Campbell, Miji – Separation Anxiety: A Coming-of-Middle-Age Story
Veldhuis, Oriole A. Vane – For Elise: Unveiling the Forgotten Woman on the Criddle Homestead
Ziegler, Maggie – The Road to Keringet
I would have been content with the honour of a nomination to the longlist. I congratulate all the authors. In truth, I am delighted that For Elise is a finalist. My hope is that women’s role in the settlement era, but primarily that my great-grandmother is gaining recognition for her real contribution to the Criddle family. As I unraveled the tangled web of life on the their homestead I felt compelled to tell this ‘stranger than true’ story. I self-published because at my age I didn’t have the time to send out manuscripts to publishers and wait for letters of rejection, or acceptance with changes. And I realized early in my process that to write this story as I thought it needed to be written—with footnotes and letters, pictures and documents—it would not fit neatly into a genre, or into any publisher’s idea of a book they would produce. I wouldn’t compromise in order to have it published. Time was at an essence, my son urged me on. “Hurry up mother. Finish your book before all the people who want to read it are gone.” I was writing the book for our family, and although I did not finish it in time for my mother, who died at 104 years of age, several almost as old elders did read it before they departed this world.
Like the little red hen in the children’s story I said, “Ok then, I will do it myself.” And I have, but with a great deal of help from others along the way. Wendy Wilson and Leone Banks of Prairie Pathfinders helped with the original chapter and page design. Keep in mind, I dreamed of writing a book and had no idea of the process, or work involved. Yes, I had read countless books and admire good writing, but that is not the same as sitting down and creating one’s own from scratch. Where to begin the story and how to piece it together all had to be worked out. Writing to truth against the accepted story is not so simple. There were conversations about puzzling documents—the same letter in the hand writing of Percy and Elise. Or more confusing, a document date, April 17, found at the back of Karl Harrer’s will which had been settled and closed the previous December. That form provided a great deal of information. Since Percy couldn’t risk having Elise translate from the German, it revealed that he didn’t understand enough German to know it was only proof of receipt of the legal letter. He had that very day forced Elise to write to her family rejecting her claim. Her letter was filed with Karl’s will. The postal form therefore was redundant. Although there were other post officers nearby, who could sign for him he was afraid they would notice Elise Criddle’s name and signature and raise questions. He waited the six months until Mrs. Bellhouse obtained legal permission to sign and thus guarantee no further arrival of letters addressed to Elise Criddle. Percy forged her name, and mailed the form back to Germany where it was placed at the end of Karl’s file for me to locate over a hundred years later. Percy’s diary describes the imminent threat of a prairie fire that afternoon which provided the background needed to get the distracted postmaster’s signature without raising suspicion.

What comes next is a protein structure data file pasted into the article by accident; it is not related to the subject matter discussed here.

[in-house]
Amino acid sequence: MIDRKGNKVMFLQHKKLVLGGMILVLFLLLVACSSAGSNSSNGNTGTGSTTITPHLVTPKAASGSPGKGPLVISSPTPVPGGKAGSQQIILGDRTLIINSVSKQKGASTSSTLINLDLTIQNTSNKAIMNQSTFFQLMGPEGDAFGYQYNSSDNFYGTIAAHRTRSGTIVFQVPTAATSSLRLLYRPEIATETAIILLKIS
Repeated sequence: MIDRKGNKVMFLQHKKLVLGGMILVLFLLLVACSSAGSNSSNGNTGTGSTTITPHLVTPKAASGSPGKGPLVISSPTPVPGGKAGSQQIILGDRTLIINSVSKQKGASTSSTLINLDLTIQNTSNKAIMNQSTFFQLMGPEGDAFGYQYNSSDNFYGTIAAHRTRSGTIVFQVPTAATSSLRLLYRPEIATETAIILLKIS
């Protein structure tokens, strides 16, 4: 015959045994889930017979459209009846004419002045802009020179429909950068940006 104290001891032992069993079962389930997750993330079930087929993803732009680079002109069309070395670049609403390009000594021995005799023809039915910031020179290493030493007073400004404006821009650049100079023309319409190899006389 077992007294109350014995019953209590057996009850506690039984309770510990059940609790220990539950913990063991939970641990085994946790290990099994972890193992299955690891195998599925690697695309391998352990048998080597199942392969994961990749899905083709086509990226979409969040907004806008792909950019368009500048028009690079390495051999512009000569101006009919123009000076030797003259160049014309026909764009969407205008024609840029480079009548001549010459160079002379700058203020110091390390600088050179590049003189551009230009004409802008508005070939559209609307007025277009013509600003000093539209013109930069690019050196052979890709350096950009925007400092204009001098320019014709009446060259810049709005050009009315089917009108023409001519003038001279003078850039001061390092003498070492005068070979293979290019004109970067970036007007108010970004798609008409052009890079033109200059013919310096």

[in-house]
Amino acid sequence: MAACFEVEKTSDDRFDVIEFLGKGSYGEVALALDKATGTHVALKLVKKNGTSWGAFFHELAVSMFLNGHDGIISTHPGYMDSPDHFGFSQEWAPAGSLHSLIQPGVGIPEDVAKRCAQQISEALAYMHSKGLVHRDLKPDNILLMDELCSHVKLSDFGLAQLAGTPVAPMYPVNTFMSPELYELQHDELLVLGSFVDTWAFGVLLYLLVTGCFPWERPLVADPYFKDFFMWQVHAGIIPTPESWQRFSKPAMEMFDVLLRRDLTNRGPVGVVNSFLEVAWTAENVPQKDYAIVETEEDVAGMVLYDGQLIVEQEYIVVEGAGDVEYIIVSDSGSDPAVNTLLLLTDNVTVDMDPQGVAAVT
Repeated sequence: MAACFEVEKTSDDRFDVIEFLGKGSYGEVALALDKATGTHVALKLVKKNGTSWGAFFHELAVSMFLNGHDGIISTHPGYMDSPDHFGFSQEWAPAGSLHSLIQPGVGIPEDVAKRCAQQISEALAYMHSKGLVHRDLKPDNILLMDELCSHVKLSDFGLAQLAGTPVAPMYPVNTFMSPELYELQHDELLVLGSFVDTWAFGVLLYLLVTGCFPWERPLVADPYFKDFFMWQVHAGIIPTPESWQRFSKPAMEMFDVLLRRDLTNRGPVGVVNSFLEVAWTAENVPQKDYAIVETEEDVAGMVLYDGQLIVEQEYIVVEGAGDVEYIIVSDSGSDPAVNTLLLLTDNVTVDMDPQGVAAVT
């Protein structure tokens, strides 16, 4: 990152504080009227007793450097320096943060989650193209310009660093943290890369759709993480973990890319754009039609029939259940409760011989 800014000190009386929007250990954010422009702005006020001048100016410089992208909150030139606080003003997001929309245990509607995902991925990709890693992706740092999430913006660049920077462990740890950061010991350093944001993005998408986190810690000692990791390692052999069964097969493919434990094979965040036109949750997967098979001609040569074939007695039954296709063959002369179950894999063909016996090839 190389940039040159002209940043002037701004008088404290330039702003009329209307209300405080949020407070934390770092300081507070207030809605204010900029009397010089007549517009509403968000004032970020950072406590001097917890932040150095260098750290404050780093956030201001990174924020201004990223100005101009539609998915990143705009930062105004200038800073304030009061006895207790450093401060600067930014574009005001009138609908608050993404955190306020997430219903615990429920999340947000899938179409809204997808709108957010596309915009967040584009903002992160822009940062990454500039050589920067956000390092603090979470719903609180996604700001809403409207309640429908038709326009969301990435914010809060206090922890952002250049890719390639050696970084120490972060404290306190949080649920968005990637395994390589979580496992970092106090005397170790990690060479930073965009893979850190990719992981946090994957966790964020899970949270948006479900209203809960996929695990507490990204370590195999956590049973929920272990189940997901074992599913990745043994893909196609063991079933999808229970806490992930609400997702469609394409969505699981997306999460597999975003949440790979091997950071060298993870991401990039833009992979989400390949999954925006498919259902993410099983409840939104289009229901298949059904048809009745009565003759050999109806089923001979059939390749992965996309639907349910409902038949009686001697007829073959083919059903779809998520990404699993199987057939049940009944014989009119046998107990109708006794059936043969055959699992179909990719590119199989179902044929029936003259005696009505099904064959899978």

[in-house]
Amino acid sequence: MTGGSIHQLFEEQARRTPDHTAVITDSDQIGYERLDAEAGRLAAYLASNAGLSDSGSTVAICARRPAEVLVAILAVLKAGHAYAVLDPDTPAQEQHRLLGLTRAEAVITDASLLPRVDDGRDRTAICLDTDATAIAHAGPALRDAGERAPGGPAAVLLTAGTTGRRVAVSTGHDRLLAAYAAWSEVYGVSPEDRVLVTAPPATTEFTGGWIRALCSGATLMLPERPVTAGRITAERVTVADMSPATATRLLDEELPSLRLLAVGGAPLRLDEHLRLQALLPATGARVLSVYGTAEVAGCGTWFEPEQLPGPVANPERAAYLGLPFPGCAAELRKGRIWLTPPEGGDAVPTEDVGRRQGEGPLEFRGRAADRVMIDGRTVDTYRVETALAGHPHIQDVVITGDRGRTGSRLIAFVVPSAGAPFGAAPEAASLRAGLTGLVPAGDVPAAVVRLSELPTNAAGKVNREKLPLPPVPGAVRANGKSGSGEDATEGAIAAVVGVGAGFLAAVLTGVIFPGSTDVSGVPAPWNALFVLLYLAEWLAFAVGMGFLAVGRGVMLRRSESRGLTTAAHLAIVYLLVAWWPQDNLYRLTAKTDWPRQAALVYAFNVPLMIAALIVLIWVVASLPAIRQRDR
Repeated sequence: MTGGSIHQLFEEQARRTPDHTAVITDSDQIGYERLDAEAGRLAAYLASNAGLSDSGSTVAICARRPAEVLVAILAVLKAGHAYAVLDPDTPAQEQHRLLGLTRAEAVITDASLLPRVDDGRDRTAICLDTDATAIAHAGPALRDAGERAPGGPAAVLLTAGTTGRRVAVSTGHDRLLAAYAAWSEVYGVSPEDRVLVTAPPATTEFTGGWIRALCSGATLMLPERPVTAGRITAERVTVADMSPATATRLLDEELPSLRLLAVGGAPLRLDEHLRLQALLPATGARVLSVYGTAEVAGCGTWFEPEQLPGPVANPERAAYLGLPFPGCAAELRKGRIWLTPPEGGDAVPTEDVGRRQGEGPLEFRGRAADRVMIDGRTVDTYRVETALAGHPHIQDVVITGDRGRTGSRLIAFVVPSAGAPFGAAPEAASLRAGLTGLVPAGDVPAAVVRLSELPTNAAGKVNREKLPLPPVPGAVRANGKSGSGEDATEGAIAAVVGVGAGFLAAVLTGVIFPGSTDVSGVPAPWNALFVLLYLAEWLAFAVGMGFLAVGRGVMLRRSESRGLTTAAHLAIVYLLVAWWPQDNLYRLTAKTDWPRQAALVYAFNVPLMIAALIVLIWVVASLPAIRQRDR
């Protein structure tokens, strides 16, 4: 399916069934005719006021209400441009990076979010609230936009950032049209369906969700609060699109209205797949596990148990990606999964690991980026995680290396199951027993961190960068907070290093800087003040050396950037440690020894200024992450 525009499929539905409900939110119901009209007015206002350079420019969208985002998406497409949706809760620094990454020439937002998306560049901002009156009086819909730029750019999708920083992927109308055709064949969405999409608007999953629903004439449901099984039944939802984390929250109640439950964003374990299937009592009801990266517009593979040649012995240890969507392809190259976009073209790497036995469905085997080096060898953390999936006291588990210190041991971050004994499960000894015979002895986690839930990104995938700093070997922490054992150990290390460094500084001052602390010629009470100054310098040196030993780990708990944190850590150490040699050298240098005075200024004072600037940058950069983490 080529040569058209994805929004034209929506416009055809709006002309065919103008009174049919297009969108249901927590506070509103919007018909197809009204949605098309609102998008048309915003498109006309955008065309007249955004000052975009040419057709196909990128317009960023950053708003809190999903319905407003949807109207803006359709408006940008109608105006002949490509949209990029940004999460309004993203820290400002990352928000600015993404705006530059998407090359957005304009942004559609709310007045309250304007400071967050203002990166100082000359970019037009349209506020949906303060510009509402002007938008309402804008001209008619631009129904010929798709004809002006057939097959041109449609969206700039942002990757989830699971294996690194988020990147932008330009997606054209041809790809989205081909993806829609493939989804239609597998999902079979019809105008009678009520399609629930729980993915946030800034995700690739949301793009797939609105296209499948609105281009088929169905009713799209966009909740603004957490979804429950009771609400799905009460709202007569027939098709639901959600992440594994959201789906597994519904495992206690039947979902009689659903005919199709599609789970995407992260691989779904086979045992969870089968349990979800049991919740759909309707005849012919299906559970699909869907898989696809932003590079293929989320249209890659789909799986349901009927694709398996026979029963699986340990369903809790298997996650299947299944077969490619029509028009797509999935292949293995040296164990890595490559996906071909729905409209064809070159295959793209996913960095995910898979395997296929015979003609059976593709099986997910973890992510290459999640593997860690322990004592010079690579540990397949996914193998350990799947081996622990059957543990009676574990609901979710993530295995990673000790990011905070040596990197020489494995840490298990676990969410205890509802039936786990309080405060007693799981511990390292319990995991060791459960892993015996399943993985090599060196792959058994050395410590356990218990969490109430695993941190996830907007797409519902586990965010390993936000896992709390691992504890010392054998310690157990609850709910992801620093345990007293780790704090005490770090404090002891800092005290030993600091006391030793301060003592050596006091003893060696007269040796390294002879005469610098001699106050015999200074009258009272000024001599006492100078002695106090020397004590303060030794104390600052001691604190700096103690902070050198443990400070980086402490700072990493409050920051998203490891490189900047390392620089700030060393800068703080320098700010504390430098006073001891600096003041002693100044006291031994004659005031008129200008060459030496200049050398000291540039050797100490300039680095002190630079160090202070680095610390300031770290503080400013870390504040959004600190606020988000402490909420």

The story flows smoothly now but detective work, ingenuity, and intuition were needed to get to the bottom of what really happened. Creative non-fiction gives the facts of history; the paper trail is the evidence that the events happened. The ‘creative’ part links the characters and historical facts into narrative. Through the power of story many readers have been touched by Elise’s sacrificial life.Her descendants have replaced shame with pride. I am thankful. I appreciate that there is for the first time an award given for independent publishers, enabling not only For Elise, but other worthy books to have a wider platform.